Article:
Last Updated on February 1, 2022 9:25 am
As part of ongoing activities associated with the Boone 150 celebrations in 2022, marking the 150th anniversary of Boone’s official incorporation as a town on January 23, 1872, the Watauga County Historical Society (WCHS) has established the Watauga County Historical Society Hall of Fame. Throughout 2022, WCHS will name twelve individuals or groups—one each month—as members of the inaugural class of the WCHS Hall of Fame.
For the month of January 2022, the WCHS is delighted to announce that Elizabeth “Bettie” Bateman Bond has been named as the first inductee of this inaugural class of the WCHS Hall of Fame, which honors individuals, either living or dead, who have made significant and lasting contributions to Watauga County's history and/or literature, including those whose efforts have been essential to the preservation of Watauga County's history and/or literature. Honorees need not have been residents of Watauga County. The WCHS is particularly interested in honoring individuals who meet the above criteria but who may have been overlooked in traditional accounts of Watauga County's history and literature, including women and people of color. Selections for this inaugural class were made from nominations submitted by members of the Digital Watauga Project Committee (DWPC) of the WCHS. Beginning in 2023, the WCHS will also consider nominations from members of the public, which in turn will be evaluated by the DWPC.
A native of Danville, Kentucky, and a 1964 graduate of Centre College with a double major in English and History, Bettie Bond moved to North Carolina in the late 1960s, along with her husband John (a biologist), to pursue graduate work in American and Asian history at North Carolina State University. The Bonds relocated to Boone in August 1971, when John took a position in ASU’s Department of Biology. Bettie joined the History Department faculty of Appalachian State University (ASU) in 1973. A Fulbright scholar in 1976, Bettie earned her doctorate in Education at UNC-Greensboro in the early 1980s. During her tenure at ASU, she was a leading force in enhancing the ASU library and served as co-chair of ASU’s Centennial celebration in 1999. She was awarded ASU’s Outstanding Service Award in 2005.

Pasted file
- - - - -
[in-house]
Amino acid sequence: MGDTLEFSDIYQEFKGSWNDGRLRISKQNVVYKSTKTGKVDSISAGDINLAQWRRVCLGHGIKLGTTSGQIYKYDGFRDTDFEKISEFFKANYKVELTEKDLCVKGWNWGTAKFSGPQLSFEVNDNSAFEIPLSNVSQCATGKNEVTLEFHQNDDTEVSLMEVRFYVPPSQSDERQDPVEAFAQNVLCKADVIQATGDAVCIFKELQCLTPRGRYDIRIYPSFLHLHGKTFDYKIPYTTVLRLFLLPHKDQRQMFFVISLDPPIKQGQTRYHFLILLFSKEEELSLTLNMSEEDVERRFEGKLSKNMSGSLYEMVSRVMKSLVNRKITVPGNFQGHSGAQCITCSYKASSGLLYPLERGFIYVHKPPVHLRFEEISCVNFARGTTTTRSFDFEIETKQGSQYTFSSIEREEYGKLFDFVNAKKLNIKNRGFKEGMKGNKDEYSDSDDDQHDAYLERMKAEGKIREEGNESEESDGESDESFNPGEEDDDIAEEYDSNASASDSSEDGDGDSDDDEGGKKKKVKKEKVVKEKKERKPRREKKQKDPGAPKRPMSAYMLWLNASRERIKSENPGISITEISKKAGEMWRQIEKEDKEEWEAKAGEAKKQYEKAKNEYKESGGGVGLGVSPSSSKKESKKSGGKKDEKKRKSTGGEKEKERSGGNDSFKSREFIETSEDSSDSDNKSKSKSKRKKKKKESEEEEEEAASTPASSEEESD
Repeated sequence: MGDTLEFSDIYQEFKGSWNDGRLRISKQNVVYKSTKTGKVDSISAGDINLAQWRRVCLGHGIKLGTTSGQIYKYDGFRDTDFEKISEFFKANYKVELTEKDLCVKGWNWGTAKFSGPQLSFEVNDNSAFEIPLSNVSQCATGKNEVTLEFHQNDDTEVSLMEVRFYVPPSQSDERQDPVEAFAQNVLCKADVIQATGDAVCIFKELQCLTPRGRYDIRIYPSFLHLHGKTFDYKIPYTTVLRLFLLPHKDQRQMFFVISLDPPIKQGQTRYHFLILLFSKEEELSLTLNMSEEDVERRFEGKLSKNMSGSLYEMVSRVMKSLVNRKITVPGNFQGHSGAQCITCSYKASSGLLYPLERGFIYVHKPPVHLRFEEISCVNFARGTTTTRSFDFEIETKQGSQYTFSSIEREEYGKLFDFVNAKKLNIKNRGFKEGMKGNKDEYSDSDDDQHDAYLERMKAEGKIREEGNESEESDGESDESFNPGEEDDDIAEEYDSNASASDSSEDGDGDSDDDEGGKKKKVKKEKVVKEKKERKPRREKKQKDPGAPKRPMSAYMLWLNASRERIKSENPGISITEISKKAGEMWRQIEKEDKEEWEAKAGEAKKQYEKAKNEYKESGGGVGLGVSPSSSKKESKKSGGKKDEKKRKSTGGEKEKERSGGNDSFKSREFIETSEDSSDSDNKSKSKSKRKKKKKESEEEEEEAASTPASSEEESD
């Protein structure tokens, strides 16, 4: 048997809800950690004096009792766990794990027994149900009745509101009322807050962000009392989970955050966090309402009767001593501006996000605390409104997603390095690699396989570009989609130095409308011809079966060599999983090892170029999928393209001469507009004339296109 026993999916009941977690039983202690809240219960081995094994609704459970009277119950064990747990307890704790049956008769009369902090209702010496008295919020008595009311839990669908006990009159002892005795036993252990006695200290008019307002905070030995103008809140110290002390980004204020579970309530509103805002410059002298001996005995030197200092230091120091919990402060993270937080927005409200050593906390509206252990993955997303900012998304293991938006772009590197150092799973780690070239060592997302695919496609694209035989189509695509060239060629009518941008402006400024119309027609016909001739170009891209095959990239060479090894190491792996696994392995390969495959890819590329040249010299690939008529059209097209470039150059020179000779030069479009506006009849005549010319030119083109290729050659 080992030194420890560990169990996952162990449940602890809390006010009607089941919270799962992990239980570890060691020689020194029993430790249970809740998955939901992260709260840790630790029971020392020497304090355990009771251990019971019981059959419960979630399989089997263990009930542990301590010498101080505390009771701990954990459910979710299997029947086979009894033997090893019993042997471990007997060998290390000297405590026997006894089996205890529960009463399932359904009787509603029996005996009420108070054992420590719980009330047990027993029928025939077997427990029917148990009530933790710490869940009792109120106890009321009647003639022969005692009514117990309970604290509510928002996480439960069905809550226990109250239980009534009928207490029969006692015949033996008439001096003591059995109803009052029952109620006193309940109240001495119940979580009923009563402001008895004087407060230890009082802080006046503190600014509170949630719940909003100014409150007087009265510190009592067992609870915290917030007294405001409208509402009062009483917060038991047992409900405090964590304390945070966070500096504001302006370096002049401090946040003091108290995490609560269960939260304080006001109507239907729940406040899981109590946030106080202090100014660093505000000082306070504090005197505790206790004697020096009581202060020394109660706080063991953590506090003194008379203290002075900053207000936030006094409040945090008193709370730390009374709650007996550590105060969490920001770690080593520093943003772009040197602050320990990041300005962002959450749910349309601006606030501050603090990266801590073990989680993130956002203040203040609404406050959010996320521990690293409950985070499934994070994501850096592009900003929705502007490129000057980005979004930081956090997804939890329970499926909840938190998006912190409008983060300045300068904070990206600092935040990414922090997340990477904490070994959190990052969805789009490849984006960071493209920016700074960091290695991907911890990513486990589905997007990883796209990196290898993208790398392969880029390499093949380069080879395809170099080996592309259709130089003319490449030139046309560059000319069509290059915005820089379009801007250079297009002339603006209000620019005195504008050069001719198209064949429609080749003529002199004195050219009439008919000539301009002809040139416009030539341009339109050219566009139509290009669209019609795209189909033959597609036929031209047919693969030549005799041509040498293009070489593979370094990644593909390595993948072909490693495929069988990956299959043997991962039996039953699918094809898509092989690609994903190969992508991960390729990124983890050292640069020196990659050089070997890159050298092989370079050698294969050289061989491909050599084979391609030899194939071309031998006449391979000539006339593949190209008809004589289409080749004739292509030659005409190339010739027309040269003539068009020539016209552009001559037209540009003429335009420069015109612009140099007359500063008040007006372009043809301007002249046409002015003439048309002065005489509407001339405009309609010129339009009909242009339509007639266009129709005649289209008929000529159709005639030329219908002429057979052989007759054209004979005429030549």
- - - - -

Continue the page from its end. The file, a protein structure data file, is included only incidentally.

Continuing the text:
Following her retirement from ASU in 1996, Bettie volunteered for many years with ASU’s Appalachian Cultural Museum, which interpreted the region’s history from 1989 until its closure in 2006. In addition, Bettie has been a member of the Watauga County Historical Society for decades, serving as its president for much of the 21st century; she is also an inaugural and continuing member of the Digital Watauga Project Committee, the primary project of the WCHS since 2014. For the past 30 years, she has been on the board of the Watauga County Community Foundation, which coordinates 35 different funds that provide support to numerous causes in Watauga County, several of them literary and historical. Bettie was an inaugural member of the Boone Historic Preservation Commission (HPC) beginning in 2007, and she continues to serve as vice-chairperson; along with other members of the HPC, she has played a vital role in advocating for the acquisition, restoration, and long-term preservation of the Downtown Boone Post Office, the designation of several local landmarks and historical markers, and the establishment of the Downtown Boone Local Historic District in 2021. Bettie has also served for over a decade on the board of the Appalachian Theatre of the High Country, playing a critically important role in the rehabilitation and reopening of the theater in 2019. She has been a consistent supporter of Horn in the West for many years. She has also served on the boards of Appalachian State University’s Belk Library and the Watauga County Public Library (WCPL) for decades, helping to promote literacy and greater access to library materials for all in our community. She is presently at work on a capital campaign for the expansion of the WCPL.
The WCHS is delighted to honor Bettie for her innumerable contributions to the preservation of Watauga County’s history and literature.